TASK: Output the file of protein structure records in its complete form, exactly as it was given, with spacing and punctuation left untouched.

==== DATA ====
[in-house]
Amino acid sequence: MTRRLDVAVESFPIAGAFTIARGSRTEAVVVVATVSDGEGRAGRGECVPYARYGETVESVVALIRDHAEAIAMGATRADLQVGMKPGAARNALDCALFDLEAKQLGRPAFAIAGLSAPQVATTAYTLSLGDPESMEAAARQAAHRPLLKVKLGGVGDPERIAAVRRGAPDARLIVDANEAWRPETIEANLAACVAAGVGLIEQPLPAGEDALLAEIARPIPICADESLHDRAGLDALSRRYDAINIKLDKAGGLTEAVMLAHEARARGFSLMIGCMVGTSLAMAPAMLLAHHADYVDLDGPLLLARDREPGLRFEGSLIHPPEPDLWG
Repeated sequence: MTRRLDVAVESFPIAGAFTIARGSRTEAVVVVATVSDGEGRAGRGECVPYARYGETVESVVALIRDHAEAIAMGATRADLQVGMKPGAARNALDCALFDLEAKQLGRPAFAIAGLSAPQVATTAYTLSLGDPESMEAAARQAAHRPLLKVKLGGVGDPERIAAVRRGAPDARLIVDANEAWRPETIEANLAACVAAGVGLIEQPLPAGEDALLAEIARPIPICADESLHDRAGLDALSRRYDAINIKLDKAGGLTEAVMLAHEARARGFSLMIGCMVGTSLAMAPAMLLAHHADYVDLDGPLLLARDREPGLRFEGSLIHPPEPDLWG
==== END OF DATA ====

[in-house]
Amino acid sequence: MTRRLDVAVESFPIAGAFTIARGSRTEAVVVVATVSDGEGRAGRGECVPYARYGETVESVVALIRDHAEAIAMGATRADLQVGMKPGAARNALDCALFDLEAKQLGRPAFAIAGLSAPQVATTAYTLSLGDPESMEAAARQAAHRPLLKVKLGGVGDPERIAAVRRGAPDARLIVDANEAWRPETIEANLAACVAAGVGLIEQPLPAGEDALLAEIARPIPICADESLHDRAGLDALSRRYDAINIKLDKAGGLTEAVMLAHEARARGFSLMIGCMVGTSLAMAPAMLLAHHADYVDLDGPLLLARDREPGLRFEGSLIHPPEPDLWG
Repeated sequence: MTRRLDVAVESFPIAGAFTIARGSRTEAVVVVATVSDGEGRAGRGECVPYARYGETVESVVALIRDHAEAIAMGATRADLQVGMKPGAARNALDCALFDLEAKQLGRPAFAIAGLSAPQVATTAYTLSLGDPESMEAAARQAAHRPLLKVKLGGVGDPERIAAVRRGAPDARLIVDANEAWRPETIEANLAACVAAGVGLIEQPLPAGEDALLAEIARPIPICADESLHDRAGLDALSRRYDAINIKLDKAGGLTEAVMLAHEARARGFSLMIGCMVGTSLAMAPAMLLAHHADYVDLDGPLLLARDREPGLRFEGSLIHPPEPDLWG